Amber Hunt is director of content at Rock Ventures; a Tour de Troit board member; improviser at Go Comedy in Ferndale, and a fun-loving lady.

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Thu, 01/09/2014 - 10:47am
Biking is great. It's just that there are so many people driving cars that 1) do not / can not see the bicycles because they're not looking for them, 2) are too busy texting or talking on the phone that their brain does not comprehend the fact of a bike near the side of the road, or 3) should not even be driving because their brain has deteriorated with age and they do not have the response they one had. In Florida, there are way to many bicycle deaths for the amount of riders. Forget bike lanes, I will only ride on trails. For those that say they can effectively multitask, make them try one of the simulators that simulate phone usage and traffic. No matter how good you think you are, the simulator will make you look like a bumbling idiot. Your brain can only effectively do a limited amount of tasks, and the more tasks required, the less effective your brain is at each individual task. If you want to mix bicycles and vehicles on the same roadway, then we need a method to get those who are brain overloaded off the road. Everyone should be tested for cognizance and response time. Bicyclist should be penalized when they break the rules of the road, the same as drivers of vehicles now are. The no talking on cell phones / texting law should be strictly enforced.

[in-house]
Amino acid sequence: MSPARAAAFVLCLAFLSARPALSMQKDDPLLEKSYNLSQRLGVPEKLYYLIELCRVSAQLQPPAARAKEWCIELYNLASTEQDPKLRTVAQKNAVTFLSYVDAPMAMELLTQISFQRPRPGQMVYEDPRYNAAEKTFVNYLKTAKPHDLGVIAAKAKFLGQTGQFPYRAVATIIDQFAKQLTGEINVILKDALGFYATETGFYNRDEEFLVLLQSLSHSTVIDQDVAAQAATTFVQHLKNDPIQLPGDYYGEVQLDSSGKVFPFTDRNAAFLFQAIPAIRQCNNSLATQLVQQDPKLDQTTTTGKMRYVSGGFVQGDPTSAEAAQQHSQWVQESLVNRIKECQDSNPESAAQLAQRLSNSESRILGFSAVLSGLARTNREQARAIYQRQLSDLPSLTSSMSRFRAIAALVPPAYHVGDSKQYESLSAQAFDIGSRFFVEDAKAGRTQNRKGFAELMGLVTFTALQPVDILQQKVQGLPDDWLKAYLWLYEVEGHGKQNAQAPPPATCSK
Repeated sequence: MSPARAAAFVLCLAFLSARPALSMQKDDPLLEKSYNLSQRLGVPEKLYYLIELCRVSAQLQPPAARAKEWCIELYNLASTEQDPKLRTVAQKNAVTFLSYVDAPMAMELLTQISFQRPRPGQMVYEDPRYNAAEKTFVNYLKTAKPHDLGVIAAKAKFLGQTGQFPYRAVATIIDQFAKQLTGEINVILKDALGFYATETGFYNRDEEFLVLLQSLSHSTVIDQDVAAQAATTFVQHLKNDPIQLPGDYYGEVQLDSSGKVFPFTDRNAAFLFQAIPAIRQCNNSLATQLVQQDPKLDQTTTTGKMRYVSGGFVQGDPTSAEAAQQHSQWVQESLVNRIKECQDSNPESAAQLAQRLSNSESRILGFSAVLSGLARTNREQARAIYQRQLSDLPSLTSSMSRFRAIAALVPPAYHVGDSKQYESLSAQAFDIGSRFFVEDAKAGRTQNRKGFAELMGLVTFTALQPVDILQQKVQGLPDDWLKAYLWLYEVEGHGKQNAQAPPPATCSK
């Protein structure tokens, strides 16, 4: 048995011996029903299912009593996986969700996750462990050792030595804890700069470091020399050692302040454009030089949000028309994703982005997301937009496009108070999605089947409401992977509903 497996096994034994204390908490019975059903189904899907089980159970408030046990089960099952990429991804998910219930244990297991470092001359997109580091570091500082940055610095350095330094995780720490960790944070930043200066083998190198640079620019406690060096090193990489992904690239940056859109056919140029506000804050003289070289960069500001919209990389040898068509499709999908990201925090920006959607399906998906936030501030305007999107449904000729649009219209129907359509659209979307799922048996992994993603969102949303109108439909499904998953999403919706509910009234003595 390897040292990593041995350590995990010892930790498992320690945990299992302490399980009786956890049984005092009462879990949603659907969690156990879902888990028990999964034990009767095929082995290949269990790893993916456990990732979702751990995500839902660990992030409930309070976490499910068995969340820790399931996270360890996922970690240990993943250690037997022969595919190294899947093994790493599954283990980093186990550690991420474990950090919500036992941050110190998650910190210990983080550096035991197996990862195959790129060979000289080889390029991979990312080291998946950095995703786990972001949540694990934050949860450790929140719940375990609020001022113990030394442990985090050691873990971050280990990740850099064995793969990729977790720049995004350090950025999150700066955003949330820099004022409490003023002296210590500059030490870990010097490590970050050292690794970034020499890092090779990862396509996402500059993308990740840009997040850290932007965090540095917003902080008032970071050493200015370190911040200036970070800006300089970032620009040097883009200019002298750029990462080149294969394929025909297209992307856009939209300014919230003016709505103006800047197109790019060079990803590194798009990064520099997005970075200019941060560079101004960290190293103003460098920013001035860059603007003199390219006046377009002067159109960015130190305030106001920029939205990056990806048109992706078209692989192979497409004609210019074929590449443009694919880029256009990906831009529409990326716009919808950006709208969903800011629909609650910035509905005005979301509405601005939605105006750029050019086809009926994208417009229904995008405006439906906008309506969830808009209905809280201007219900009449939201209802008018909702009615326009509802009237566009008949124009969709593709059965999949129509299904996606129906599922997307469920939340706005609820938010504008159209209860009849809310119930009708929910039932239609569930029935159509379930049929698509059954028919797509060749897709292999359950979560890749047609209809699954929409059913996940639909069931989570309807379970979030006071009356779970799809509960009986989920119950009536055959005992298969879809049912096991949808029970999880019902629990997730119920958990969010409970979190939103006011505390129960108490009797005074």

Sat, 05/10/2014 - 1:29am
I have been riding my entire life I am 60. I always rode sometime on the road and sometime on the sidewalks. I am very comfortable riding with cars. For sure it is not for every body. In Michigan you can ride away from the main roads and take sidestreets, sidewalks and parking lots and get almost anywhere. If you are riding from Royal Oak/Ferndale area to Detroit, you can ride the side streets, parking lots and sidewalks. It is best not to be in too much of hurry when commuting. My point is you can find what is comfortable for you in Suburban Detroit and Detroit. Anyone that wants to ride a bike can find what is comfortable and safe, you dont have to ride like a bike messenger in San Francisco
Nick Hritz
Mon, 02/24/2014 - 7:39am
As a lifelong cyclist living in Washington, DC (originally from Flint) - I can tell you with complete certainty that any city with a bike-share program instantly becomes a better city. All major metropolitan areas worldwide either have, or soon will have bike sharing programs of some sort and it absolutely is going to happen eventually in Detroit if that town wants to come back to life. Infrastructure is key of course but so is the attitude of the citizenry living and driving in there. Once hearts and minds make the switch and see cyclists as fellow members of the community, instead of foreign agents bent on stealing valuable road space from the rolling behemoths our culture is so enamored of, all is well. It's a monumental success in New York, Chicago, Boston, San Francisco, etc. (and of course-DC)... So hopefully it'll happen in Detroit.